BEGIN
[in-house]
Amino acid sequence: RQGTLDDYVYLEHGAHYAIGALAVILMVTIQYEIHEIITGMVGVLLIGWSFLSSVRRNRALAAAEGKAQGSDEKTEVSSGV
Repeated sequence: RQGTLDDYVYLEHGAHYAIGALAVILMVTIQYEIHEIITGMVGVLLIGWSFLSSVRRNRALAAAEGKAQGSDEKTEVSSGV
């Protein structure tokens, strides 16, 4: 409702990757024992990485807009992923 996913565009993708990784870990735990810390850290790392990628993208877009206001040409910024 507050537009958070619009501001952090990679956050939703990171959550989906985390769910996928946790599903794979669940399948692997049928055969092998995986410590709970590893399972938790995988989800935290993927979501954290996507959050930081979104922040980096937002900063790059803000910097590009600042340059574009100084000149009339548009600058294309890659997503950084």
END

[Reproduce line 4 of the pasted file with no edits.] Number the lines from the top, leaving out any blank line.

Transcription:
């Protein structure tokens, strides 16, 4: 409702990757024992990485807009992923 996913565009993708990784870990735990810390850290790392990628993208877009206001040409910024 507050537009958070619009501001952090990679956050939703990171959550989906985390769910996928946790599903794979669940399948692997049928055969092998995986410590709970590893399972938790995988989800935290993927979501954290996507959050930081979104922040980096937002900063790059803000910097590009600042340059574009100084000149009339548009600058294309890659997503950084």